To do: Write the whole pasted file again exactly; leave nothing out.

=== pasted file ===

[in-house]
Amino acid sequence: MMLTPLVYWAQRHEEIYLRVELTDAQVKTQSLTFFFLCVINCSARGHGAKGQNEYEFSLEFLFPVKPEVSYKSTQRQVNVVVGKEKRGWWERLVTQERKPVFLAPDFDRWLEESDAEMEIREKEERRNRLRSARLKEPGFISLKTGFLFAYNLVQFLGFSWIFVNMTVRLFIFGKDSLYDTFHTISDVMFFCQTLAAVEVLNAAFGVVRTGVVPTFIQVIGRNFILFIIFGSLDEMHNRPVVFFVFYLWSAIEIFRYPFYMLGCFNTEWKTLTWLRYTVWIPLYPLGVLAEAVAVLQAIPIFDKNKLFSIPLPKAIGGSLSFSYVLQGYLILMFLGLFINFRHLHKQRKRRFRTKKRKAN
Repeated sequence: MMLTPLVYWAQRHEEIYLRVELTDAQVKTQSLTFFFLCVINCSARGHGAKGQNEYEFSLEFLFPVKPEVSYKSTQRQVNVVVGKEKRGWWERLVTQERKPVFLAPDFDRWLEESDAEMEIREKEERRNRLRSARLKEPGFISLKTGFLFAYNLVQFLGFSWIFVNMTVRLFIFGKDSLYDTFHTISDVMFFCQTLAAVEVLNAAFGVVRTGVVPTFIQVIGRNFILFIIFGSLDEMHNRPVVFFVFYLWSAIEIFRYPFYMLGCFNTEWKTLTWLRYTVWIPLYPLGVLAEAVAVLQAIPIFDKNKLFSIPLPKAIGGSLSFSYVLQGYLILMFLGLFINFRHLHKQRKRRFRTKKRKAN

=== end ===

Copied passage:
[in-house]
Amino acid sequence: MMLTPLVYWAQRHEEIYLRVELTDAQVKTQSLTFFFLCVINCSARGHGAKGQNEYEFSLEFLFPVKPEVSYKSTQRQVNVVVGKEKRGWWERLVTQERKPVFLAPDFDRWLEESDAEMEIREKEERRNRLRSARLKEPGFISLKTGFLFAYNLVQFLGFSWIFVNMTVRLFIFGKDSLYDTFHTISDVMFFCQTLAAVEVLNAAFGVVRTGVVPTFIQVIGRNFILFIIFGSLDEMHNRPVVFFVFYLWSAIEIFRYPFYMLGCFNTEWKTLTWLRYTVWIPLYPLGVLAEAVAVLQAIPIFDKNKLFSIPLPKAIGGSLSFSYVLQGYLILMFLGLFINFRHLHKQRKRRFRTKKRKAN
Repeated sequence: MMLTPLVYWAQRHEEIYLRVELTDAQVKTQSLTFFFLCVINCSARGHGAKGQNEYEFSLEFLFPVKPEVSYKSTQRQVNVVVGKEKRGWWERLVTQERKPVFLAPDFDRWLEESDAEMEIREKEERRNRLRSARLKEPGFISLKTGFLFAYNLVQFLGFSWIFVNMTVRLFIFGKDSLYDTFHTISDVMFFCQTLAAVEVLNAAFGVVRTGVVPTFIQVIGRNFILFIIFGSLDEMHNRPVVFFVFYLWSAIEIFRYPFYMLGCFNTEWKTLTWLRYTVWIPLYPLGVLAEAVAVLQAIPIFDKNKLFSIPLPKAIGGSLSFSYVLQGYLILMFLGLFINFRHLHKQRKRRFRTKKRKAN